Research methods such as interactive questioning within a semi-structured interview process along with member checks contributed to the trustworthiness of this study. A recently retired superintendent was trained and conducted the interviews to convey professional trust and elicit collegial responses from the participants. Interactive questioning allowed the researcher to ask probing follow-up questions within the context of the interview (Patton, 2002).
Trustworthiness within qualitative research was achieved by employing credible processes that enable credibility, transferability, and dependability (Shenton, 2004). Data were analyzed for patterns, themes, and categories. Interview transcripts were coded through initial coding (Saldana, 2009) followed by axial coding to refine, categorize, and determine relationships between codes using NVivo 11. Finally, key findings were determined from the identified themes. Each of the researchers in this study have worked in the public school learning environment as teachers, administrators, and professors. Their experience at all levels afforded them the ability to maintain an unbiased lens through which to analyze the responses of the participants. Since this study focused on the lived experiences of Michigan superintendents during challenging economic times, the findings may not be generalizable to the greater educational environments across the country.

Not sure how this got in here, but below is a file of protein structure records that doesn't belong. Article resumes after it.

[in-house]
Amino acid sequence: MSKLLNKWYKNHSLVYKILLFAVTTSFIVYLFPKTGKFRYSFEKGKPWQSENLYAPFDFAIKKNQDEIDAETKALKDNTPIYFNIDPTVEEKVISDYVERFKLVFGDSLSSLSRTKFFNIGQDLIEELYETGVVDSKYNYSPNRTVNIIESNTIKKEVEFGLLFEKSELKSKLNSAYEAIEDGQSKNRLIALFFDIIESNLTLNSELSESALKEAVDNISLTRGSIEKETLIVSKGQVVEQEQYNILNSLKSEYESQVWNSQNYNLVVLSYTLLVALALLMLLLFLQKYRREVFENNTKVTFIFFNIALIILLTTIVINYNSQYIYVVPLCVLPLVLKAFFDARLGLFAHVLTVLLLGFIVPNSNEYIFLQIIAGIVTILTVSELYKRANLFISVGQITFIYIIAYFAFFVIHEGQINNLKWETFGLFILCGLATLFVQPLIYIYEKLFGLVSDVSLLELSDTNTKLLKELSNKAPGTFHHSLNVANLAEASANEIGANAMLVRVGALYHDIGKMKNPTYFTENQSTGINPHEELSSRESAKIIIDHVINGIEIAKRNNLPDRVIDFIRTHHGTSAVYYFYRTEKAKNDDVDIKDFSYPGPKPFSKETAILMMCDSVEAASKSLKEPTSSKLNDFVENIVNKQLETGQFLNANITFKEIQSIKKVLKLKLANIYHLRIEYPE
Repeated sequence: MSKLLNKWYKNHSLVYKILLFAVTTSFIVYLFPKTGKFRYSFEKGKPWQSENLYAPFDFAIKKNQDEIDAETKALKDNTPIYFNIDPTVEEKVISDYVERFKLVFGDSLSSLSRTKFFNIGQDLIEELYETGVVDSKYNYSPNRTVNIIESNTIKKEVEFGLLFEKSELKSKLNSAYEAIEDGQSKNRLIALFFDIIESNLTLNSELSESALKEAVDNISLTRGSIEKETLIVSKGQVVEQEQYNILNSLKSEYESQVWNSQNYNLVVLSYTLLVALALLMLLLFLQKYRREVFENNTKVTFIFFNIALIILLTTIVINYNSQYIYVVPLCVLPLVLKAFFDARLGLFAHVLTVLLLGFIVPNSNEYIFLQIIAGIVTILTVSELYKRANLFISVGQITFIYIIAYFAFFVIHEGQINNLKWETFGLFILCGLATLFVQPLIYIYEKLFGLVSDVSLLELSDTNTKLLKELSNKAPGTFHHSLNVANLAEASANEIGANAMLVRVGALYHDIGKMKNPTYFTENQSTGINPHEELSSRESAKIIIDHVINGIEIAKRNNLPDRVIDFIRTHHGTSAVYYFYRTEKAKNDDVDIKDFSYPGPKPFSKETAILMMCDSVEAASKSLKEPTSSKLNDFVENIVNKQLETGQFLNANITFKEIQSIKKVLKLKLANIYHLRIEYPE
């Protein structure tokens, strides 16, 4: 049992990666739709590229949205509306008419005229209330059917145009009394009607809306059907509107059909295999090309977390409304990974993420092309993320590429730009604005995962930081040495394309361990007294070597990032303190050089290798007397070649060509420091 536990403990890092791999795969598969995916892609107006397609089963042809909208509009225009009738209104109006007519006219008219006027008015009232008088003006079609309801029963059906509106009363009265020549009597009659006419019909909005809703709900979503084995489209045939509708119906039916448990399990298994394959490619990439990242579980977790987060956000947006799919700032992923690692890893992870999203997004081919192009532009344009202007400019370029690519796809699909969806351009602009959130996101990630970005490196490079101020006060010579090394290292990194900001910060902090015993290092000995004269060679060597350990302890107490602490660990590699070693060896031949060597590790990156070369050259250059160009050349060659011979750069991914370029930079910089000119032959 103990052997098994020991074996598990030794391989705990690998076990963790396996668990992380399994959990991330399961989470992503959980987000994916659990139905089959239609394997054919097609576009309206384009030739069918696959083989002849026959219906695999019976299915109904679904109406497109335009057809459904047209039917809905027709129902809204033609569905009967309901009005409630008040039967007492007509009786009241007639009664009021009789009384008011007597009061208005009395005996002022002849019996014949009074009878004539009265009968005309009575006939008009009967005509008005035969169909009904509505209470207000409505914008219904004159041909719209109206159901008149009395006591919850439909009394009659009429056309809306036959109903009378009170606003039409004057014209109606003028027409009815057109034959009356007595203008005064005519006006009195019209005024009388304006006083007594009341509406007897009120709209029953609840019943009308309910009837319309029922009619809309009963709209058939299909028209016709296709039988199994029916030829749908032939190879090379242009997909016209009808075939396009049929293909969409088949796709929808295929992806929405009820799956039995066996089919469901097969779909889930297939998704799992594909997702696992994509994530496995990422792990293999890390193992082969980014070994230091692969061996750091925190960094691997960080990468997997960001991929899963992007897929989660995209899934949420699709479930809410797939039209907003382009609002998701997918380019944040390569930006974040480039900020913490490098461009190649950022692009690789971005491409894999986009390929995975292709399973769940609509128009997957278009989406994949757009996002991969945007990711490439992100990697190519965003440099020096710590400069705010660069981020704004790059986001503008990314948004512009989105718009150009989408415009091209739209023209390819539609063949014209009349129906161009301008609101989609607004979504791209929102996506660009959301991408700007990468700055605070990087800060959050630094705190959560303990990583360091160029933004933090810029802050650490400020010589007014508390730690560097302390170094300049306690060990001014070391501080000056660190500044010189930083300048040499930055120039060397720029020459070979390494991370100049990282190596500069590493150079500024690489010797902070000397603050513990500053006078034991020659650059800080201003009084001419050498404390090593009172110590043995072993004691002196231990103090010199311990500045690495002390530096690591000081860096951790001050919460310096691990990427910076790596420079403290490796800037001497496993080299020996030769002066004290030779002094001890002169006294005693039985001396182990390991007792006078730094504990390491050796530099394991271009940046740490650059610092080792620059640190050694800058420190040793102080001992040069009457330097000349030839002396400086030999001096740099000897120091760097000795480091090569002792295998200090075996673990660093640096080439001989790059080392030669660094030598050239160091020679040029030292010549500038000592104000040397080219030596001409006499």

The findings from this phenomenological qualitative inquiry endorse the three key findings from the researchers’ previous quantitative analysis. Klocko and Kirby (2014) summarized:
Strategies for building resilience capacity in themselves and others were related to district governance and contractual